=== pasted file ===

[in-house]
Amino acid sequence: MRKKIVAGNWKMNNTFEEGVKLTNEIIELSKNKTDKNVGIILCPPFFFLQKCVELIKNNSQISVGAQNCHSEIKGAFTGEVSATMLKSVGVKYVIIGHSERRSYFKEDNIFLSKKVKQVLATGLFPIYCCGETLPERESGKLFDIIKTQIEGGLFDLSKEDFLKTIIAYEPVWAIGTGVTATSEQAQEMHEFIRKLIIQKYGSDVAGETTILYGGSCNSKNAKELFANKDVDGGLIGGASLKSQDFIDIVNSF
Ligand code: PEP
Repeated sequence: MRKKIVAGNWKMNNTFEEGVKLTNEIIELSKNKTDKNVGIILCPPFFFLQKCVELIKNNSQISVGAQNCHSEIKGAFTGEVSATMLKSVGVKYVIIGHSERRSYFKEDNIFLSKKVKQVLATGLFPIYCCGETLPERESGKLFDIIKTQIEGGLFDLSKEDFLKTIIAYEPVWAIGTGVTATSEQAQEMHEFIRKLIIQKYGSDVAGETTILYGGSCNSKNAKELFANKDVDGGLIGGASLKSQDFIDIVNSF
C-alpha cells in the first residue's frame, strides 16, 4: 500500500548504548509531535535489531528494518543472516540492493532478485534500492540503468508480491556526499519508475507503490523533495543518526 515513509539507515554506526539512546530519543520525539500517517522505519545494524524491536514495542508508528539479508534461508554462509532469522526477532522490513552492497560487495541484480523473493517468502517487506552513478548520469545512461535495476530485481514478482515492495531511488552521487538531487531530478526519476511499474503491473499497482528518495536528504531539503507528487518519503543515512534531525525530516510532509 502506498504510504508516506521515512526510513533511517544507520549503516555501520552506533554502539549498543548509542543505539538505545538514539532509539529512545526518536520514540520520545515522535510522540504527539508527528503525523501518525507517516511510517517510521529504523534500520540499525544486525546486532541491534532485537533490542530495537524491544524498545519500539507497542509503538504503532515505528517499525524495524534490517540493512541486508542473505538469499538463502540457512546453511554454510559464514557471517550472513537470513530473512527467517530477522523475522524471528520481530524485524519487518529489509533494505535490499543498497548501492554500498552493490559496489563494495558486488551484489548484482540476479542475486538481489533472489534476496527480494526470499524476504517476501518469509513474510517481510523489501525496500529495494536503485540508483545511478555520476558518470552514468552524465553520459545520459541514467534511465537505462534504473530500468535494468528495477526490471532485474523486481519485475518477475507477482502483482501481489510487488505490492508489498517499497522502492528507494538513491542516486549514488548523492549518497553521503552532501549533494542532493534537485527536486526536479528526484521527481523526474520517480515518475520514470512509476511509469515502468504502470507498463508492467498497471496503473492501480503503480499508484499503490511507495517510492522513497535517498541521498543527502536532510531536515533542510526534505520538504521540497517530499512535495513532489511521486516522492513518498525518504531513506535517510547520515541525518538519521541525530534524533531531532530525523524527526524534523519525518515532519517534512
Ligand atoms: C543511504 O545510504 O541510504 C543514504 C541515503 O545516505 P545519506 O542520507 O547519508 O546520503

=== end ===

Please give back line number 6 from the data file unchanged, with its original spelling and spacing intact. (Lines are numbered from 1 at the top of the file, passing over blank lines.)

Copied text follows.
Ligand atoms: C543511504 O545510504 O541510504 C543514504 C541515503 O545516505 P545519506 O542520507 O547519508 O546520503